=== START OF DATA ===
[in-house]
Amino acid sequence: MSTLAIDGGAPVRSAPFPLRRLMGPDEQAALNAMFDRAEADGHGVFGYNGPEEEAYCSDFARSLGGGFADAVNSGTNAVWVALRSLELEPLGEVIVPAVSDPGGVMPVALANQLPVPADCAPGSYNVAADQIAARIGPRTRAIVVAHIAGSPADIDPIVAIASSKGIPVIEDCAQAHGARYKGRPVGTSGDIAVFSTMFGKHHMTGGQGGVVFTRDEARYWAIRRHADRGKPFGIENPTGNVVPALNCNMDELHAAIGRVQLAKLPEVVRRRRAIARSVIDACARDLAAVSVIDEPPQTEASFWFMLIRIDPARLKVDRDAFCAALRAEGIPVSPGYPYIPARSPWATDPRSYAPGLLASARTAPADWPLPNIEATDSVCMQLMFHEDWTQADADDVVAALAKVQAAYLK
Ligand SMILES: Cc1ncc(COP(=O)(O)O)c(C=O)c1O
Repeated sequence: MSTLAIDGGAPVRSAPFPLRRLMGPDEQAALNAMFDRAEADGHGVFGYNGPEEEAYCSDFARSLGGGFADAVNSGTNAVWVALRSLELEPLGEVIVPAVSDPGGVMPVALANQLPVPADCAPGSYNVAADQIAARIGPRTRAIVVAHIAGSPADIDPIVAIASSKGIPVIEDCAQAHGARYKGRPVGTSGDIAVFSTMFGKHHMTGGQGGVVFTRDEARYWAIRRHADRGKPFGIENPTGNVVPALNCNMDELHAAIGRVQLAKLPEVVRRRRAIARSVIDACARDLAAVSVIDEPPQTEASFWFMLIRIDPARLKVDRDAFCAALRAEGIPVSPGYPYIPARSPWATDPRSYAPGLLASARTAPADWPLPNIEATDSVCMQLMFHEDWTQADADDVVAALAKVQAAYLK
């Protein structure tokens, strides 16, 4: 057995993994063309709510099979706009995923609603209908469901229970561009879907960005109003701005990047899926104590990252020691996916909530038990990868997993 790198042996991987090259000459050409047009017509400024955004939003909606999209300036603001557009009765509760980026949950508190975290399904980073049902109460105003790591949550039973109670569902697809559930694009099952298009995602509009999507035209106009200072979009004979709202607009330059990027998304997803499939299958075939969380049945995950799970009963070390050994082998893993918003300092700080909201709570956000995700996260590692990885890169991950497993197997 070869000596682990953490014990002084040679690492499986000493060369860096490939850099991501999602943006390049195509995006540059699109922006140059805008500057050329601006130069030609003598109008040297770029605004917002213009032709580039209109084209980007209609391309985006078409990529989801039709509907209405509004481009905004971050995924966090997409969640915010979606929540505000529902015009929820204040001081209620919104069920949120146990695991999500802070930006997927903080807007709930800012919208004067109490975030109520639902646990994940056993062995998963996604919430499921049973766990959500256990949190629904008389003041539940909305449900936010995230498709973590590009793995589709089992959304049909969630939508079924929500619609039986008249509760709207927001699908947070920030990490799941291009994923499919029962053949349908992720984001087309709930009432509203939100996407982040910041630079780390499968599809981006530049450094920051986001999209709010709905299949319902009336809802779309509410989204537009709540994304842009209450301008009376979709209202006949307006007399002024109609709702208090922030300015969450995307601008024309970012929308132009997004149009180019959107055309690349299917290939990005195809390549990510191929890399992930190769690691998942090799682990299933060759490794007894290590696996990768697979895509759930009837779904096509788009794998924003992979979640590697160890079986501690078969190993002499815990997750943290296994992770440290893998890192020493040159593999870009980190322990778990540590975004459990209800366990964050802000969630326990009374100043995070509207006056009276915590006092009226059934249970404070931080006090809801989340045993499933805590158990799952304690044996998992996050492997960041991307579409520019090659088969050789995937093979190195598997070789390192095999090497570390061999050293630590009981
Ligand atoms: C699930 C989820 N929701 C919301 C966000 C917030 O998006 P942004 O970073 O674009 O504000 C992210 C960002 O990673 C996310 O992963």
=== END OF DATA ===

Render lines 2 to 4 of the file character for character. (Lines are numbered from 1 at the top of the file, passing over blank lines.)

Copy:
Amino acid sequence: MSTLAIDGGAPVRSAPFPLRRLMGPDEQAALNAMFDRAEADGHGVFGYNGPEEEAYCSDFARSLGGGFADAVNSGTNAVWVALRSLELEPLGEVIVPAVSDPGGVMPVALANQLPVPADCAPGSYNVAADQIAARIGPRTRAIVVAHIAGSPADIDPIVAIASSKGIPVIEDCAQAHGARYKGRPVGTSGDIAVFSTMFGKHHMTGGQGGVVFTRDEARYWAIRRHADRGKPFGIENPTGNVVPALNCNMDELHAAIGRVQLAKLPEVVRRRRAIARSVIDACARDLAAVSVIDEPPQTEASFWFMLIRIDPARLKVDRDAFCAALRAEGIPVSPGYPYIPARSPWATDPRSYAPGLLASARTAPADWPLPNIEATDSVCMQLMFHEDWTQADADDVVAALAKVQAAYLK
Ligand SMILES: Cc1ncc(COP(=O)(O)O)c(C=O)c1O
Repeated sequence: MSTLAIDGGAPVRSAPFPLRRLMGPDEQAALNAMFDRAEADGHGVFGYNGPEEEAYCSDFARSLGGGFADAVNSGTNAVWVALRSLELEPLGEVIVPAVSDPGGVMPVALANQLPVPADCAPGSYNVAADQIAARIGPRTRAIVVAHIAGSPADIDPIVAIASSKGIPVIEDCAQAHGARYKGRPVGTSGDIAVFSTMFGKHHMTGGQGGVVFTRDEARYWAIRRHADRGKPFGIENPTGNVVPALNCNMDELHAAIGRVQLAKLPEVVRRRRAIARSVIDACARDLAAVSVIDEPPQTEASFWFMLIRIDPARLKVDRDAFCAALRAEGIPVSPGYPYIPARSPWATDPRSYAPGLLASARTAPADWPLPNIEATDSVCMQLMFHEDWTQADADDVVAALAKVQAAYLK